Stanford Dragonboat focuses on team organization and community

Courtesy of David Calica

Courtesy of David Calica

Most people have heard of crew, but few are familiar with dragonboating, another highly competitive aquatic team sport. In fact, many of the Stanford Dragonboat team members themselves had never heard of the sport before coming to Stanford.

In a given race, boats usually each have approximately 20 paddlers sitting in pairs, with a drummer at the front shouting instructions and one person at the back steering. The Stanford team includes 35 members, most of whom joined the team with little to no prior experience.

David Lam ’15, who has spent three years on the team and is currently acting as interim president, emphasized the team’s open policy for new members. Regardless of their backgrounds, interested students can participate in a trial period at the beginning of the school year to see if the sport appeals to them.

“We usually don’t have tryouts because we’re a pretty accepting team,” Lam said. “For a lot of people it’s their first time ever picking up a paddle and doing dragonboat.”

“Coming to Stanford, I really wanted to something that was athletic in nature but didn’t require too much of a time commitment like other club sports,” he added.

Christine Li ’16 joined the dragonboat team during winter quarter of her freshman year after leaving the crew team as a fall quarter walk-on. Although she did not know what the sport was at the time, she explained that she had also been looking for a water sport with a lower commitment.

“I wanted to do some kind of unique team sport, and I also loved being on the water,” Li said.

With its no-cuts policy, the sport has created a welcoming community that has allowed Li to meet people she never would have otherwise, whether they come from different majors or from the graduate community. Li also emphasized that the team has made exercising more enjoyable.

“I found that working out with a team is way more fun than by yourself, and everyone’s really supportive no matter what level you’re at,” Li said. “Anyone can join Dragonboat…It has more to do with your commitment, and it’s more about how much you improve rather than the skills that you have.”

The team practices three times a week: Tuesdays on the track, Thursdays in the gym and Sundays on the water at a local estuary in Redwood City called Bair Island.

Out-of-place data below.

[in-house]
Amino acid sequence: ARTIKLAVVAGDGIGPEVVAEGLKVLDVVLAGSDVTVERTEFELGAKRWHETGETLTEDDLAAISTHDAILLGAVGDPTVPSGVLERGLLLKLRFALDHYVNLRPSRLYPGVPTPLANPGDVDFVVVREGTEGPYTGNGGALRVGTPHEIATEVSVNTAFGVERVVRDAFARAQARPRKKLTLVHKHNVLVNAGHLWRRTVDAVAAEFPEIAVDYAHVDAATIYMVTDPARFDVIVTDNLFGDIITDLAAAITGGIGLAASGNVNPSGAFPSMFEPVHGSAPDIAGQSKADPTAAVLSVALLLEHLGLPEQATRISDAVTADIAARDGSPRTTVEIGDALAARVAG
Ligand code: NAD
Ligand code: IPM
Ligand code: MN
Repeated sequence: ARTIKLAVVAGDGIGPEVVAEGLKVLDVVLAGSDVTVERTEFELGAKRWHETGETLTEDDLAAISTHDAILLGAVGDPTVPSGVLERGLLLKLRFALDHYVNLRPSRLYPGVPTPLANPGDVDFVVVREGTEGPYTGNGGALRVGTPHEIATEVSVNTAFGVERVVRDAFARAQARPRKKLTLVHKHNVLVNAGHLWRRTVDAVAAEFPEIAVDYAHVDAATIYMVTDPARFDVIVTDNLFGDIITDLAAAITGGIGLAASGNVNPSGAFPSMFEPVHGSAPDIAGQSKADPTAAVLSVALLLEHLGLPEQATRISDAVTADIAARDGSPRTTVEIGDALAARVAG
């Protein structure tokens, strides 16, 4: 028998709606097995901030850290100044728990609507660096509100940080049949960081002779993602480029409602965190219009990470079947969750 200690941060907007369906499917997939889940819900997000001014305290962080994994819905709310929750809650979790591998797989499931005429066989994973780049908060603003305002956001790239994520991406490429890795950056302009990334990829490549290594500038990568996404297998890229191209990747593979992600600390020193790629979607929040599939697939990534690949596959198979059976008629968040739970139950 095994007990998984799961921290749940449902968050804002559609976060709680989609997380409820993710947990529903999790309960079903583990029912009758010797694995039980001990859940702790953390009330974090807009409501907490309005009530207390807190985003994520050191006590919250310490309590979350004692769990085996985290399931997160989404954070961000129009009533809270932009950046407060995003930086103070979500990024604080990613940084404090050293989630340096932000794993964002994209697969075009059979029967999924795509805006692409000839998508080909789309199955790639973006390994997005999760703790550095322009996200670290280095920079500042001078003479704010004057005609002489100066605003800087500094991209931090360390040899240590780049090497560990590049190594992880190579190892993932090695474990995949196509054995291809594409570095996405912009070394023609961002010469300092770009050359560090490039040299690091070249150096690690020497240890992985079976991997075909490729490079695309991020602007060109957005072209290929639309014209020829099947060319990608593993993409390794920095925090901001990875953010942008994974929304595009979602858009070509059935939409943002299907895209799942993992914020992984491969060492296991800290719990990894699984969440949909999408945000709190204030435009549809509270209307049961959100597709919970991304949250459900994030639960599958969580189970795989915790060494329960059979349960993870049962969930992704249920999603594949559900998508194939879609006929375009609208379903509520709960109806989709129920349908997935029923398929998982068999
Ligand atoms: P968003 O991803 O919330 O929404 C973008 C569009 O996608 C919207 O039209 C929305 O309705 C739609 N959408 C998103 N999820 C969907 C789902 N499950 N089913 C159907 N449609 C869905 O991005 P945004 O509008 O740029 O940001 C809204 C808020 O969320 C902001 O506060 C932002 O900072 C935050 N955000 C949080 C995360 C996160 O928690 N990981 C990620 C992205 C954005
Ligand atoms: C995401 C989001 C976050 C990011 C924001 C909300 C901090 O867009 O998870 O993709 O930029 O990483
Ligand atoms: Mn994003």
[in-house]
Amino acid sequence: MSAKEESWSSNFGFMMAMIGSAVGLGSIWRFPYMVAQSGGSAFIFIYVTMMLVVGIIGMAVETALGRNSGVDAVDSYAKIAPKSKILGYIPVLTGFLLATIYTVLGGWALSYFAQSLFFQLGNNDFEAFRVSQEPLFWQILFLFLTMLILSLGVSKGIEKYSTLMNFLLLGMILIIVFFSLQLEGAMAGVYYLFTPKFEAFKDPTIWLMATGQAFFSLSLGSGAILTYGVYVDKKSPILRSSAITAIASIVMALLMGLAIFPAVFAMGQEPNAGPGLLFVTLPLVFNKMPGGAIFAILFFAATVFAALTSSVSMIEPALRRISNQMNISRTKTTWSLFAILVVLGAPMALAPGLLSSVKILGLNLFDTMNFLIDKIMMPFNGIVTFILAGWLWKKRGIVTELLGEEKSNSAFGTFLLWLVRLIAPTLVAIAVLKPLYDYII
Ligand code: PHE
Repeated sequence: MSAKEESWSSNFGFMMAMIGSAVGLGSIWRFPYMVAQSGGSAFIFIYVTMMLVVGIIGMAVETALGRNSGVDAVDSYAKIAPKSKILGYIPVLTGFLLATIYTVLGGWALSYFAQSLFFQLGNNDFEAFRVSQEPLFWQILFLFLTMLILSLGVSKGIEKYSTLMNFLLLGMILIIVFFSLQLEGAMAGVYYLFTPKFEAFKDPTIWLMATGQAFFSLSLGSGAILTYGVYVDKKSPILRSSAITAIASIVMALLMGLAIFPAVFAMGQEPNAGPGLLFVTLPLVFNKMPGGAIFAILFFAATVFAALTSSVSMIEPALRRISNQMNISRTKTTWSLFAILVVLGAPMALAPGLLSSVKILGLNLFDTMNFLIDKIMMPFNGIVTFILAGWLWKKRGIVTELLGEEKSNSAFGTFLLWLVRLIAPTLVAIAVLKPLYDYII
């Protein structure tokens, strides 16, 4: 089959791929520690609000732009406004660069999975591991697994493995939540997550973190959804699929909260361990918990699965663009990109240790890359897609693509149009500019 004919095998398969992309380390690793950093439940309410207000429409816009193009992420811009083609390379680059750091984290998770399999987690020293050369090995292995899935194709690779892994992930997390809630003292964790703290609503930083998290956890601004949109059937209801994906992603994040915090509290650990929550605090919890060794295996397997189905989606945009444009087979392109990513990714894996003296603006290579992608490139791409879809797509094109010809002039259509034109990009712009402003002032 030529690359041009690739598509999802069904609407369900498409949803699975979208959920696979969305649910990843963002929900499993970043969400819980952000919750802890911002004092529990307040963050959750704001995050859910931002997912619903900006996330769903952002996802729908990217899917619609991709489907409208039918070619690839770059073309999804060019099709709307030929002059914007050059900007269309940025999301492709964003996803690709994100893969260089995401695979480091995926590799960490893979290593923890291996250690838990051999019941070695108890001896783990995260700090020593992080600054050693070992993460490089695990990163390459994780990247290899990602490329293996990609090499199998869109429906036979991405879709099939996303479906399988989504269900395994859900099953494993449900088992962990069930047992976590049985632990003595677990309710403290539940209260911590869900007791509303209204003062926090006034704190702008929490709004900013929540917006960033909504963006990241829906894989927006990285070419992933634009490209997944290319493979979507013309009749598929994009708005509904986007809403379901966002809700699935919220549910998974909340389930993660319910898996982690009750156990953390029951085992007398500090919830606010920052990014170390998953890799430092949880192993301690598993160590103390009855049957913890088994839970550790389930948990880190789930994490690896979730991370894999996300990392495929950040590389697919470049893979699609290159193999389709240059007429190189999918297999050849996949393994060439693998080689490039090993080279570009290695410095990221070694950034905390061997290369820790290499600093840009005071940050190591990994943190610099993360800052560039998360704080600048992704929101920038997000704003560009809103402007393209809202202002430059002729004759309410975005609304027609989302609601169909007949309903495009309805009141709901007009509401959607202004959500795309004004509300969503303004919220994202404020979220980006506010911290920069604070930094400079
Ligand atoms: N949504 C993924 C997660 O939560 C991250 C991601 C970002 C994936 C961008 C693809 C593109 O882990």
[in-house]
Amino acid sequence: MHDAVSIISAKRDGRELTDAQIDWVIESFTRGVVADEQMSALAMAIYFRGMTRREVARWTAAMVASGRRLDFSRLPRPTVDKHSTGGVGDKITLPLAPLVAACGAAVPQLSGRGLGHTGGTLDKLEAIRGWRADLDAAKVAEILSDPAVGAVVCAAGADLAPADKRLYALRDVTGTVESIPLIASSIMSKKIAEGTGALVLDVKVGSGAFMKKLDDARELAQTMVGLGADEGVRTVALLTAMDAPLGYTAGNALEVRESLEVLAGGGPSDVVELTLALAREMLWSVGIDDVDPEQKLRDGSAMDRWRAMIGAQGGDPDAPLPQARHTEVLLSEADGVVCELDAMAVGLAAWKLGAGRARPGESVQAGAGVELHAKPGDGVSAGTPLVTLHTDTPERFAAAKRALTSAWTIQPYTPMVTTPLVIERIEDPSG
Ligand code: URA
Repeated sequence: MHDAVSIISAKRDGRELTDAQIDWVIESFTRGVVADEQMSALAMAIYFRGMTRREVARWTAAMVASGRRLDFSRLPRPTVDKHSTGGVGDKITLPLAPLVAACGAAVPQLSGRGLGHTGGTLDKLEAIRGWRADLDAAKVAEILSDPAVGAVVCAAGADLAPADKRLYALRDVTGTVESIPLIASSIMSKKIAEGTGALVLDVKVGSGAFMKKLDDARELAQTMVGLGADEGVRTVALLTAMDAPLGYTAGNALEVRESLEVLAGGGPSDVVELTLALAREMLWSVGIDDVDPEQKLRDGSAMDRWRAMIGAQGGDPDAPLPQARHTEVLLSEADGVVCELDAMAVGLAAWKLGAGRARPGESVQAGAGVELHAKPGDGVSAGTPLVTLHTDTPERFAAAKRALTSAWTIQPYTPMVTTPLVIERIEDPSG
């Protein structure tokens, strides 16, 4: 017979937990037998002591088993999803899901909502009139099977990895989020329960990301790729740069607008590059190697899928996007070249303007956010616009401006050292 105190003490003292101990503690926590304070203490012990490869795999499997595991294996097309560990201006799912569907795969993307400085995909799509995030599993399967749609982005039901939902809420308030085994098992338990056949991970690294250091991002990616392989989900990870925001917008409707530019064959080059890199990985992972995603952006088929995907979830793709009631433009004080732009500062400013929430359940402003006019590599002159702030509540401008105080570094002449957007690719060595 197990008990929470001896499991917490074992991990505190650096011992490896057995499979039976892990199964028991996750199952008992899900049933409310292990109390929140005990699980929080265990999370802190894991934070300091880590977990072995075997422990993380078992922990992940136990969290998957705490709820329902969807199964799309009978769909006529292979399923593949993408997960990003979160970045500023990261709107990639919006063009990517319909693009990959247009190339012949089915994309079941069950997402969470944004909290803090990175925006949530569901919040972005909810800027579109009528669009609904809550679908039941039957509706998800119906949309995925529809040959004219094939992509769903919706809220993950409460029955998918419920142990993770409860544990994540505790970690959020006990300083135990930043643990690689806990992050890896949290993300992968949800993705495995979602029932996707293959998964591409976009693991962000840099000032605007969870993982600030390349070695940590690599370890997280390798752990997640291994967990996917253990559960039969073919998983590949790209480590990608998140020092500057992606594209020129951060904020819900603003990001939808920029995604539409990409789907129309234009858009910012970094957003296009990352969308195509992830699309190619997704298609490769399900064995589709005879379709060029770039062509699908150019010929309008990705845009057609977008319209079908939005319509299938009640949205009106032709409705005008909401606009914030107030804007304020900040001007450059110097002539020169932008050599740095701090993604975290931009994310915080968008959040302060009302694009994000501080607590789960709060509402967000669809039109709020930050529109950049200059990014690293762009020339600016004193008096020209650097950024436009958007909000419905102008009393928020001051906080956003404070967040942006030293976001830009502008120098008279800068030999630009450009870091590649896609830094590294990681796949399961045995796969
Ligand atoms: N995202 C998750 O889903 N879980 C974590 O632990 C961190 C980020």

Haiyin Wang ’17, a freshman with prior experience in water polo, joined Dragonboat to try a new sport that would allow him to remain close to the water. He also explained that the weekly workouts make the sport an even more distinct experience.

“I really appreciate how it’s a very diverse sport, and the exercise regimen that comes with it is really unique,” Wang said. “And [spending] Sunday mornings paddling on the water is really nice and cathartic.”

According to Lam, practices take place year-round as the real Dragonboat season technically falls in the summer. He also explained that since most students are not around in the summer, Stanford’s team misses many of the races that occur during the actual season.

However, Lam doesn’t see this as detrimental.

“It’s just good to get as much practice as possible because when we do race, there are very few opportunities so we want to do our best at the races we go to,” Lam said. “Our goal isn’t necessarily to win, but [we try] to always improve on what we’ve done before and to make sure that everyone feels that they gave it their very best.”

The team participates in three or four competitions each year, and races include various divisions such as single-gender, mixed-gender and college-only teams. The team recently competed in Arizona and will have their fourth race of the season at Lake Merced in San Francisco on May 3.

“We’re a very small team and we’re very new so we tend to not do as well as some of the UC schools,” Li said. “They have bigger dragonboat teams, and they tend to be pretty competitive; we’re a lot smaller, but we’re trying to get up there and be as competitive as them.”

Lam explained that this year has also seen a transition in the team’s leadership committee. The core is elected every spring and splits administrative and logistical roles such as coordinating which races the team will attend and which team members will compete.

“We’ve been transitioning from a very one-person-dominated team to a leadership group of many different people, and it’s been really interesting to see that transition occur,” Lam said. “Even though it hasn’t necessarily grown in terms of the size of the team, [the team] has definitely grown in terms of the organization.”

According to Lam, this year the core has focused on building a community and on making sure team members feel they have done the best they can.

“I’ve gotten a lot of workouts in, made a lot of good friends, gone to pretty cool places with reduced cost,” Lam said. “It’s also taught me to be a more responsible person.”

Li also spoke about the team’s emphasis on improvement rather than winning.

“It’s all about the team and the boat as a whole…but you feel like you’re a necessary part of the team as well,” Li said. “It really encourages you to feel this connection with the rest of the boat.”

“The feeling of competing and going as fast as you can is very exciting and rewarding even if you don’t win,” she added.

 

Contact Kylie Jue at kyliej ‘at’ stanford ‘dot’ edu.

About Kylie Jue

Kylie Jue is a desk editor at The Stanford Daily and has previously worked as a staff writer and summer intern for the paper. She is a freshman from Cupertino, California and plans to study computer science and English during her time at Stanford.